Politics

Chinese Investment Near Texas Military Base Draws Scrutiny

By

WASHINGTON—A wind farm in Texas near the Air Force’s largest pilot training base came under the spotlight in recent weeks because the owner is a Chinese businessman described as a “carpetbagger” with strong ties to the communist regime in China.

Over 130,000 acres of Texas ranch land—an area the size of Tulsa, Oklahoma—was sold in 2018 to China-based Guanghui Energy Co.

Sun Guangxin, the founder of Guanghui, is a former Chinese military officer and the richest person in the western Xinjiang region, with a $1.9 billion net worth, according to Forbes. A South China Morning Post article in 2004 described Sun as a “controversial figure” and a “carpetbagger.”

In 1989, when Sun left the army, “he had no money but was bursting with ambition,” the article said, likening him to Russian oligarchs.

He generated a vast fortune by acquiring state assets at bargain prices. He took over more than half the property market in Xinjiang’s capital, Urumqi, according to the article.

Xinjiang is home to internment camps where the U. S. State Department says more than a million Uyghurs and other Muslim minorities are held without charge.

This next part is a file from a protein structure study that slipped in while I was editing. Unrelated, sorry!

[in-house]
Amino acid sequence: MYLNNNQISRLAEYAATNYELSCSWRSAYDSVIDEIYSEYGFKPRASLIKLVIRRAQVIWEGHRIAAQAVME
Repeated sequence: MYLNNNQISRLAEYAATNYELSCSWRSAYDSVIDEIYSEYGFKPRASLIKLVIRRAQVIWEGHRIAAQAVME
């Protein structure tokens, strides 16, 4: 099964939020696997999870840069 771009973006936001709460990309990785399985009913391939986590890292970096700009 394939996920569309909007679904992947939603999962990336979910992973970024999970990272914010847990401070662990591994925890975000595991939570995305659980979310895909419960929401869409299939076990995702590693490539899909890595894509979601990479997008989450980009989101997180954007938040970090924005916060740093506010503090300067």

Guanghui acquired the land in Val Verde County, Texas, with a proposal to build 50 to 130 wind turbines. The land is near Laughlin Air Force Base, the Air Force’s largest pilot training facility, and a few dozen miles away from the U. S.–Mexico border.

About 95 percent of land in Texas is privately owned. Private ownership combined with loose regulations in Texas makes property purchases easier for foreign buyers.

In Texas, there’s also “a high bar for authorities to step in and stop development on wind farms,” according to an article by Foreign Policy.

“Ever since the Texas legislature put in place a 1999 mandate calling on the state’s utilities to get more power from renewable sources, it’s been hard to stop these ventures from going forward,” it states.

The federal government, however, has the power to block such investments for national security reasons through the Committee on Foreign Investment in the United States (CFIUS), which monitors foreign investments. A 2018 law granted more power to the CFIUS in scrutinizing Chinese investments.

A CFIUS panel chaired by the Treasury Departme… (Read more)

Comments are closed.